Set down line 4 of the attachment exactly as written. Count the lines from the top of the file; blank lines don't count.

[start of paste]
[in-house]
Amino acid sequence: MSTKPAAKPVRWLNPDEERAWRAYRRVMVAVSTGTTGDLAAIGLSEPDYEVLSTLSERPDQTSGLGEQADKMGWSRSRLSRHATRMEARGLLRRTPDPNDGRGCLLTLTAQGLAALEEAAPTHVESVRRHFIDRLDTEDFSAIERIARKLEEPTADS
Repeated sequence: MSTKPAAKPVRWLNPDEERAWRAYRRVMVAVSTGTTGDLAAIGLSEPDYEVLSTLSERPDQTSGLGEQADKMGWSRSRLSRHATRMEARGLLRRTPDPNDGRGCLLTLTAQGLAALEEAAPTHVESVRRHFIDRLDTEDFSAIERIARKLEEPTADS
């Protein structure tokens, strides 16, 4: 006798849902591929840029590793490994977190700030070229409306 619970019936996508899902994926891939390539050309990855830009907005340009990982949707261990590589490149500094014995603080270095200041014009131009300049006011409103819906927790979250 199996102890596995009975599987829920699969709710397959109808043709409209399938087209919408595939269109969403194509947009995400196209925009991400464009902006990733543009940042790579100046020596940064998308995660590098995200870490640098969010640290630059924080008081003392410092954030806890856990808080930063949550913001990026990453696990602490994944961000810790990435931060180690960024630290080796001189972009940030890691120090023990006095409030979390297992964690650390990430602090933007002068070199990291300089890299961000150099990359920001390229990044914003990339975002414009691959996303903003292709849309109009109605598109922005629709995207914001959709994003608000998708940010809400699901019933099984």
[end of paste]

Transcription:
């Protein structure tokens, strides 16, 4: 006798849902591929840029590793490994977190700030070229409306 619970019936996508899902994926891939390539050309990855830009907005340009990982949707261990590589490149500094014995603080270095200041014009131009300049006011409103819906927790979250 199996102890596995009975599987829920699969709710397959109808043709409209399938087209919408595939269109969403194509947009995400196209925009991400464009902006990733543009940042790579100046020596940064998308995660590098995200870490640098969010640290630059924080008081003392410092954030806890856990808080930063949550913001990026990453696990602490994944961000810790990435931060180690960024630290080796001189972009940030890691120090023990006095409030979390297992964690650390990430602090933007002068070199990291300089890299961000150099990359920001390229990044914003990339975002414009691959996303903003292709849309109009109605598109922005629709995207914001959709994003608000998708940010809400699901019933099984």